Army harassment compounds the misery of tsunami victims in Aceh

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The Independent Online

The Acehnese fishermen had just returned with their catch and were on their way back to the refugee camp. As they passed a security post, soldiers barred their way and ordered them to lie face down on the ground. The men were then told to crawl through the dust. Their ordeal ended with a lecture on the virtues of the Indonesian unitary state.

The Acehnese fishermen had just returned with their catch and were on their way back to the refugee camp. As they passed a security post, soldiers barred their way and ordered them to lie face down on the ground. The men were then told to crawl through the dust. Their ordeal ended with a lecture on the virtues of the Indonesian unitary state.

It was an exercise in ritual humiliation, but it could have been worse. Troops have reportedly been beating up refugees, stealing their food aid and forbidding them from returning home to their villages. Young men have been plucked from their families and shot dead, their bodies dumped in ditches.

Sadly, this is standard fare in Aceh, where the Indonesian military (TNI) has been fighting the separatist Free Aceh Movement, known as GAM, for three decades. The difference now is that international attention is focused on the province, and hundreds of foreign aid workers are milling about. So the 35,000 troops stationed here are learning to be a little more discreet.

One result of the tsunami, which devastated Aceh six months ago tomorrow, was that the outside world woke up to a dirty little war that few people knew or cared about before. Peace talks were revived, and the former US president Bill Clinton, who visited last month to assess progress in rebuilding, said the conflict needed to be resolved.

While the TNI has been helping with relief operations, it has also reverted to its old ways. Indeed, the disaster has made it easier to intimidate locals, who are concentrated in crowded camps and temporary wooden "barracks''.

Many Acehnese have refused to move to the barracks. In the past they have been forcibly relocated from villages by troops pursuing GAM fighters. Moreover, some barracks are situated next to military camps. A few days ago, the TNI carried out a "sweep'' of four barracks near the village of Gle Bruk, on Aceh's west coast. The communal buzz of cooking, washing and gossiping abruptly subsided when the soldiers appeared. One man, Ruzli, visibly stiffened. "They say they're looking for GAM, but they're just making trouble," he said.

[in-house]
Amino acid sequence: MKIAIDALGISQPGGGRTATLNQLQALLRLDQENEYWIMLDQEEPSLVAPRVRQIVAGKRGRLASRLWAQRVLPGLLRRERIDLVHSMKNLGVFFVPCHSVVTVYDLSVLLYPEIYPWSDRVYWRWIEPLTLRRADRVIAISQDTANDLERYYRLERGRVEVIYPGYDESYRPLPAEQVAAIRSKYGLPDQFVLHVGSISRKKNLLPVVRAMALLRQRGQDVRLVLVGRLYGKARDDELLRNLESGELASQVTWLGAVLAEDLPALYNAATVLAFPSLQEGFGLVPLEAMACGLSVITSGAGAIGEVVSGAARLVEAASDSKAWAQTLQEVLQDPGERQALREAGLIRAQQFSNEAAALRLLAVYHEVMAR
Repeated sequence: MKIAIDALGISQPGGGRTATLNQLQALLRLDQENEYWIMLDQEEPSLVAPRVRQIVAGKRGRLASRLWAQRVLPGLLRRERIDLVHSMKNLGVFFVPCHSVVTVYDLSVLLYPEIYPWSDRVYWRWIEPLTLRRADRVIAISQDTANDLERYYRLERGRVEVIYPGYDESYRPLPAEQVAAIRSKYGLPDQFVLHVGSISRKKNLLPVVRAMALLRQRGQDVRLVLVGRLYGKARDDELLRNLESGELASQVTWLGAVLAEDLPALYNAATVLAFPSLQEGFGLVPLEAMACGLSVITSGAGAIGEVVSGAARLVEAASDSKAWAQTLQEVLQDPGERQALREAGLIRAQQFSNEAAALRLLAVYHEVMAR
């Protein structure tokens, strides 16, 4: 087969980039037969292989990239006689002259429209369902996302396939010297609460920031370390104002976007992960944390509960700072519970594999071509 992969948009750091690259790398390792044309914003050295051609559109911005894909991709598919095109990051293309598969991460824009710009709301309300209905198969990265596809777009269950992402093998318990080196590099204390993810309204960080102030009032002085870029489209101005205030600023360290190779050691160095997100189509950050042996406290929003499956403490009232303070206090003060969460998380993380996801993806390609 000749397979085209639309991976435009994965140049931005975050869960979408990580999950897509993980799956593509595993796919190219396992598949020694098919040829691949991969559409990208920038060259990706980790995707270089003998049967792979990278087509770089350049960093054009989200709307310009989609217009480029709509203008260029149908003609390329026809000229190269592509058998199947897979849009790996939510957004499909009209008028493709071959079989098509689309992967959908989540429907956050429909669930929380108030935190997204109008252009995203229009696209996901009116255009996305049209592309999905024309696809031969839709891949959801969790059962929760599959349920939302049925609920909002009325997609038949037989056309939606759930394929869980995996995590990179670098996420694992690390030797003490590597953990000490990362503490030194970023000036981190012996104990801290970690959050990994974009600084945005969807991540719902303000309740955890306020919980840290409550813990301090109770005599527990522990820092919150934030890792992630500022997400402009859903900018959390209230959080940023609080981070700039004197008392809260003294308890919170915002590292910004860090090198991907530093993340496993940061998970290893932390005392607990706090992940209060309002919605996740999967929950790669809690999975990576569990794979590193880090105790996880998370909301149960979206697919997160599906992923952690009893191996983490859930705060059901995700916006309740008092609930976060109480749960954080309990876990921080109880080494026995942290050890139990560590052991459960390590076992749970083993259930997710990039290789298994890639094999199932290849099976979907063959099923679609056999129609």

In the TNI's informal rulebook, anyone believed to be sympathetic to the guerrillas is fair game to be roughed up or killed. The proof could be as trivial as a packet of cigarettes found in a pocket, clearly destined for delivery to GAM.

In Gle Bruk, chilli and corn farmers say the TNI has banned them from working their land, for reasons that remain unclear. The men shrug and accept it. Most quietly say they support GAM - not because they want independence, but they believe cutting ties with Jakarta is the only way to get rid of the troops.

The peace process had been stalled since May 2003, when marshal law was declared. This year government and GAM negotiators have held four rounds of talks in Helsinki, Finland, and will meet again next month. Some in Aceh dare to hope a deal could be struck, ending a conflict that has claimed 14,000 lives. But not the TNI, which has publicly scoffed at the prospect of peace. Indeed, the military - which runs illegal logging and smuggling rackets in Aceh - would lose much.

An informal truce was announced after the tsunami, but it did not last long. There have been skirmishes almost every day, and last month a seven-year-old child died after being caught in crossfire. The military says it has killed 230 rebels since Boxing Day. Locals and human rights groups claim that many of the victims were civilians.

The TNI's new commander in Aceh, Major-General Supiadin, told The Jakarta Post last week that military forces had never committed a single human rights violation in the province. Asked about the impact of the tsunami, he replied: "Heart wrenching is the loss of firearms and ammunition, buried under the sand.''

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